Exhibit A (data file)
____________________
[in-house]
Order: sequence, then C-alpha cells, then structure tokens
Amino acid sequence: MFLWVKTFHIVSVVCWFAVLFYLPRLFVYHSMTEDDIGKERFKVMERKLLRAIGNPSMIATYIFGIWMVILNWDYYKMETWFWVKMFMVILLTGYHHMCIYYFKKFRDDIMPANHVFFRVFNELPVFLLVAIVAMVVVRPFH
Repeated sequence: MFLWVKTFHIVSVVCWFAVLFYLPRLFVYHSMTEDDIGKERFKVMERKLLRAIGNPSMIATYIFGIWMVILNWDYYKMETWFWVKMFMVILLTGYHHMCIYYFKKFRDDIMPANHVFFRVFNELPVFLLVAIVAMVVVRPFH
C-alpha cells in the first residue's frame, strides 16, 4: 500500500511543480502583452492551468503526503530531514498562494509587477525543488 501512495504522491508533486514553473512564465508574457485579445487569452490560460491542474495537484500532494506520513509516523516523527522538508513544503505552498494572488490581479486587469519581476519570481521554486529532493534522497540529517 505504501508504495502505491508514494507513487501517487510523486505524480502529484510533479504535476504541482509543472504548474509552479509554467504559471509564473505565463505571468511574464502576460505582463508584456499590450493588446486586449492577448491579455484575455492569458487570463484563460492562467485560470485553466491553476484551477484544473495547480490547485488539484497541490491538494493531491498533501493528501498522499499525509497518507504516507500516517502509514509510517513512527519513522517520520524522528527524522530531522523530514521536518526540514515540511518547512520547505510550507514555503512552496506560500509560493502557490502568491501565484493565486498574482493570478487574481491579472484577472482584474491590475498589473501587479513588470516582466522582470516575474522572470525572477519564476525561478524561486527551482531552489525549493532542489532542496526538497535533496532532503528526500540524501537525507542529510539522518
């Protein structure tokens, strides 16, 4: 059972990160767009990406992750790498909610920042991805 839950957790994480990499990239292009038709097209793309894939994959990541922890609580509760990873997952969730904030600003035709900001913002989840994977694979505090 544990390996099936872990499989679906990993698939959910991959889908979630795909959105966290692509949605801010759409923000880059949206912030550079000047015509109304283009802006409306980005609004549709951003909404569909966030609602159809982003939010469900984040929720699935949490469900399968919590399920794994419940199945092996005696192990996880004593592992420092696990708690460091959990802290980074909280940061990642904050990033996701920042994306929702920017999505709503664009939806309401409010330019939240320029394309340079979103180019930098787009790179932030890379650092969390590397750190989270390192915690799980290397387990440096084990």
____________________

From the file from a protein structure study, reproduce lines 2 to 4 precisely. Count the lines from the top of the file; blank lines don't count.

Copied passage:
Order: sequence, then C-alpha cells, then structure tokens
Amino acid sequence: MFLWVKTFHIVSVVCWFAVLFYLPRLFVYHSMTEDDIGKERFKVMERKLLRAIGNPSMIATYIFGIWMVILNWDYYKMETWFWVKMFMVILLTGYHHMCIYYFKKFRDDIMPANHVFFRVFNELPVFLLVAIVAMVVVRPFH
Repeated sequence: MFLWVKTFHIVSVVCWFAVLFYLPRLFVYHSMTEDDIGKERFKVMERKLLRAIGNPSMIATYIFGIWMVILNWDYYKMETWFWVKMFMVILLTGYHHMCIYYFKKFRDDIMPANHVFFRVFNELPVFLLVAIVAMVVVRPFH